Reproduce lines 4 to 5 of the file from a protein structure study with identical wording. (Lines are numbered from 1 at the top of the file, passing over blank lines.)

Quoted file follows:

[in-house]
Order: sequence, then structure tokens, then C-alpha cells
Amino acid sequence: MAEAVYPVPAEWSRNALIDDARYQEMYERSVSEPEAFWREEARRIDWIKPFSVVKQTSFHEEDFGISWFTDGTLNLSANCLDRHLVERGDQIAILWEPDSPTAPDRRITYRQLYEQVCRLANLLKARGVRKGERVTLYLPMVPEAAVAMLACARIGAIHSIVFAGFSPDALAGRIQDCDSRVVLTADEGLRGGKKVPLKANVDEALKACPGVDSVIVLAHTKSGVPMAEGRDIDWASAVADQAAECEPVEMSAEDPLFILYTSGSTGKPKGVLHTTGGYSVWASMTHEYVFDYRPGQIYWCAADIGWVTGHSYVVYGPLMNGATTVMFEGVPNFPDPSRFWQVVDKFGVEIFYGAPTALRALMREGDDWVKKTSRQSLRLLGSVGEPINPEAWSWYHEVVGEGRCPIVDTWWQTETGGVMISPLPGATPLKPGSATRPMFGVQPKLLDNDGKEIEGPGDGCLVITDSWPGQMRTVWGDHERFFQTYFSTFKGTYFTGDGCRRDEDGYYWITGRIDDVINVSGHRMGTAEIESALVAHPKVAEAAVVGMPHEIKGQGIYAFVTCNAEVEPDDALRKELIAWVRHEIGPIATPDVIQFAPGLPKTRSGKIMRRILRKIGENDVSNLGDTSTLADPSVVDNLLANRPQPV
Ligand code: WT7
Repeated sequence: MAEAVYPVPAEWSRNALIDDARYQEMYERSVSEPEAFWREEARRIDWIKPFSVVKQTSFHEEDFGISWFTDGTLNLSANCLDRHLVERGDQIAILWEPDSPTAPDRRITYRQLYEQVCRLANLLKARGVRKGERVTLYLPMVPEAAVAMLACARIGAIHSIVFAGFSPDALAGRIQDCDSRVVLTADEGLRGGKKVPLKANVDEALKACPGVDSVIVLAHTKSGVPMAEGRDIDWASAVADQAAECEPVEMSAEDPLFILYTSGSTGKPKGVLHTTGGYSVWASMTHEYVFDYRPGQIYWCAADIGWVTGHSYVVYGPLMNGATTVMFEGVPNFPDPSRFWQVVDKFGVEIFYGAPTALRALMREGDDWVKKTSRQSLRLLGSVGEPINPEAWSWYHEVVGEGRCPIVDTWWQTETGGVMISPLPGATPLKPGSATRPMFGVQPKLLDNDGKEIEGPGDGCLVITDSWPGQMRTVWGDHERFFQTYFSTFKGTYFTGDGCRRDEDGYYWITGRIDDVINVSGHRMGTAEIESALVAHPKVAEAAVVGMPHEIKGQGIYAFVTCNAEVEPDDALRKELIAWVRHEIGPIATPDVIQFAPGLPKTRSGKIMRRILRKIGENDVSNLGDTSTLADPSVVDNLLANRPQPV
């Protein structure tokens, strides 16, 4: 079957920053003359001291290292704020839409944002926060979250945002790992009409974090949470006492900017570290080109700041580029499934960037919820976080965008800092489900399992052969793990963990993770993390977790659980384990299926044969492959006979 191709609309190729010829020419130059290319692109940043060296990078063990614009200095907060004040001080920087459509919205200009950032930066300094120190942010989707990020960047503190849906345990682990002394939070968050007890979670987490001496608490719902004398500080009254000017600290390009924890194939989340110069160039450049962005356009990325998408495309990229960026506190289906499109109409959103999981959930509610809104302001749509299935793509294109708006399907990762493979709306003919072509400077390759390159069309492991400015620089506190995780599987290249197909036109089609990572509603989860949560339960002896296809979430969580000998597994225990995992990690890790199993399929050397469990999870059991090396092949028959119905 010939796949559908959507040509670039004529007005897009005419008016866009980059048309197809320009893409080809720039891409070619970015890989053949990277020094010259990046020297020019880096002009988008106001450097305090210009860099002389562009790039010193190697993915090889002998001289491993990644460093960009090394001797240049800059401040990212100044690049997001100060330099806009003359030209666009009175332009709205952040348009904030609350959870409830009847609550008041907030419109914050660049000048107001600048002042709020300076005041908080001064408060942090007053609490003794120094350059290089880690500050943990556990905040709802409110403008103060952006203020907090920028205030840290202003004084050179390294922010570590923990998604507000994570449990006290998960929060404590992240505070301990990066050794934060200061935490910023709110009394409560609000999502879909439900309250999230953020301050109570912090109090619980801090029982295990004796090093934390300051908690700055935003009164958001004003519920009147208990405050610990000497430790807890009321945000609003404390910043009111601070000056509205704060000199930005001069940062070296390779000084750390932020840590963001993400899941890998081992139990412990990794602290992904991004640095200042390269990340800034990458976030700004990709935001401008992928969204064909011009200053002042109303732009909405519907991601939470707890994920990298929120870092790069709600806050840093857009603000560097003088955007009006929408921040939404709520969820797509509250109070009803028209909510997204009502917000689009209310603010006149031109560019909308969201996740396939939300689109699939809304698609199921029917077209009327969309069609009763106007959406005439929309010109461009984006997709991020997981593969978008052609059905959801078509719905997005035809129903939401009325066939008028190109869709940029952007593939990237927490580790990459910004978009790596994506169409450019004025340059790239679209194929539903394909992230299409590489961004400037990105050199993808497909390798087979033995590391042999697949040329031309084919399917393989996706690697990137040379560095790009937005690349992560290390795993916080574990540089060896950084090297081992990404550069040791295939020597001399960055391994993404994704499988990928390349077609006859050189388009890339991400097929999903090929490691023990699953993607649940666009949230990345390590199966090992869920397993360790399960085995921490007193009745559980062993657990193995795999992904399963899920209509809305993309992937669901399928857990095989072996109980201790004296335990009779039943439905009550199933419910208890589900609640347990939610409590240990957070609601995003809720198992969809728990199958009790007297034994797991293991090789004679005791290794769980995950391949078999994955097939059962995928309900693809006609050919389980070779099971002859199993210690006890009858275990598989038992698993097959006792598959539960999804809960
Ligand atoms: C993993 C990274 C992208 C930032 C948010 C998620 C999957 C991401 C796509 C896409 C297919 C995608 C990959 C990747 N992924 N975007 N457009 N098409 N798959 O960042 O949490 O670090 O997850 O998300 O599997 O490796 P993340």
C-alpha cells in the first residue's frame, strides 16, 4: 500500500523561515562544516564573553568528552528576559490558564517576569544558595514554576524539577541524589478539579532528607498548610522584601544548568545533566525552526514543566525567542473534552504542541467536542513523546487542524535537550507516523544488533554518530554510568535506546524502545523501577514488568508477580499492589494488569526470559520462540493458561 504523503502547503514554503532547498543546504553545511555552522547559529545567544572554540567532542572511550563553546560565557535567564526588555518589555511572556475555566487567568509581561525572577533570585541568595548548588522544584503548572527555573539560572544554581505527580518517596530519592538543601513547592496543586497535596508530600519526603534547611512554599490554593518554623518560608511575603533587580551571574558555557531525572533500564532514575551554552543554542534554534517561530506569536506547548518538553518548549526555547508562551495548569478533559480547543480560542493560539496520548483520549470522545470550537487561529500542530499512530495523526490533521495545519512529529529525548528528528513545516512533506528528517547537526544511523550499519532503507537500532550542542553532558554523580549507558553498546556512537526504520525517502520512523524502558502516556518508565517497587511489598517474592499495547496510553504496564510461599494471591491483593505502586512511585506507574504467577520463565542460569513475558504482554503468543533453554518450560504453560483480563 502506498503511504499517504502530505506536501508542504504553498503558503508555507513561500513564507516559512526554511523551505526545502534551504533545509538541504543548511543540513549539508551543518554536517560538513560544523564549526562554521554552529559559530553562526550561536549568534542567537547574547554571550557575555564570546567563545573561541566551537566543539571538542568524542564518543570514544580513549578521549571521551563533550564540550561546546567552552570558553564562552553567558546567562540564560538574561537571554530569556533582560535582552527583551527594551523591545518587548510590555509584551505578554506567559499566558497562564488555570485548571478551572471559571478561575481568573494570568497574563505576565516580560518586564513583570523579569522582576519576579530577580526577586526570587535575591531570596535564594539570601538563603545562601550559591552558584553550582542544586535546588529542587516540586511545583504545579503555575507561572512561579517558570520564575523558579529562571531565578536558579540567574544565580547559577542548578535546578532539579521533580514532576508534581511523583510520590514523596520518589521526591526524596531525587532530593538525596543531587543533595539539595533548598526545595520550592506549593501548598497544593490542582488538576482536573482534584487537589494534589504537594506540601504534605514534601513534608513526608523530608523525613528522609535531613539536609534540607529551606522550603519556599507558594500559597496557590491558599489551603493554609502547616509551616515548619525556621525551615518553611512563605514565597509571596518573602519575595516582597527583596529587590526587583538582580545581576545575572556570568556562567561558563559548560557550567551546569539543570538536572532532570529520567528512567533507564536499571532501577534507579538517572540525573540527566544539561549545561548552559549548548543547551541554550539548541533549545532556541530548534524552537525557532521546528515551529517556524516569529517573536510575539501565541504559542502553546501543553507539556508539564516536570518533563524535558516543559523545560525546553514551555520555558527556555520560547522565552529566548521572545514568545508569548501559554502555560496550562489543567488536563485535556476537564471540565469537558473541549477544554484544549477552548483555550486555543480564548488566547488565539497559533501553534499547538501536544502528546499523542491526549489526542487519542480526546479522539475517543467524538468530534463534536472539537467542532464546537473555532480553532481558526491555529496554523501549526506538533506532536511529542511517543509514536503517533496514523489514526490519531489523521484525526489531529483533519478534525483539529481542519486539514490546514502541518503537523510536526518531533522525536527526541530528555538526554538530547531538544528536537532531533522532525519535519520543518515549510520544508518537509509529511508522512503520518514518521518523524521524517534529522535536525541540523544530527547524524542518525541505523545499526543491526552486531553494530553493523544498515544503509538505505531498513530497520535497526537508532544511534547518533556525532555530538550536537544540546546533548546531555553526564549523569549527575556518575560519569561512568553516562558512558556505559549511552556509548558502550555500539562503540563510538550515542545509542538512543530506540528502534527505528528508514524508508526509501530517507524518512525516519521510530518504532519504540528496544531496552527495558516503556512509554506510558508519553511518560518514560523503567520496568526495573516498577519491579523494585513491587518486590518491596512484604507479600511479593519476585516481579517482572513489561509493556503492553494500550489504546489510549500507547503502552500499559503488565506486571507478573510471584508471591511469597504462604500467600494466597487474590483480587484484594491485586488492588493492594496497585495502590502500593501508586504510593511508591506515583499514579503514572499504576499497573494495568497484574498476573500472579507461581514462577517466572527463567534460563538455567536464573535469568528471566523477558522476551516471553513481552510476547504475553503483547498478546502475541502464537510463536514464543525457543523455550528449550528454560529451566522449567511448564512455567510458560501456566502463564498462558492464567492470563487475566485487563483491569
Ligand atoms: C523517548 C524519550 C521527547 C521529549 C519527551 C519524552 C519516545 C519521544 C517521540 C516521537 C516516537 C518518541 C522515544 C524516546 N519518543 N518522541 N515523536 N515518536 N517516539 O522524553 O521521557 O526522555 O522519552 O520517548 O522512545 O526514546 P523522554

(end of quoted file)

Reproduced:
Ligand code: WT7
Repeated sequence: MAEAVYPVPAEWSRNALIDDARYQEMYERSVSEPEAFWREEARRIDWIKPFSVVKQTSFHEEDFGISWFTDGTLNLSANCLDRHLVERGDQIAILWEPDSPTAPDRRITYRQLYEQVCRLANLLKARGVRKGERVTLYLPMVPEAAVAMLACARIGAIHSIVFAGFSPDALAGRIQDCDSRVVLTADEGLRGGKKVPLKANVDEALKACPGVDSVIVLAHTKSGVPMAEGRDIDWASAVADQAAECEPVEMSAEDPLFILYTSGSTGKPKGVLHTTGGYSVWASMTHEYVFDYRPGQIYWCAADIGWVTGHSYVVYGPLMNGATTVMFEGVPNFPDPSRFWQVVDKFGVEIFYGAPTALRALMREGDDWVKKTSRQSLRLLGSVGEPINPEAWSWYHEVVGEGRCPIVDTWWQTETGGVMISPLPGATPLKPGSATRPMFGVQPKLLDNDGKEIEGPGDGCLVITDSWPGQMRTVWGDHERFFQTYFSTFKGTYFTGDGCRRDEDGYYWITGRIDDVINVSGHRMGTAEIESALVAHPKVAEAAVVGMPHEIKGQGIYAFVTCNAEVEPDDALRKELIAWVRHEIGPIATPDVIQFAPGLPKTRSGKIMRRILRKIGENDVSNLGDTSTLADPSVVDNLLANRPQPV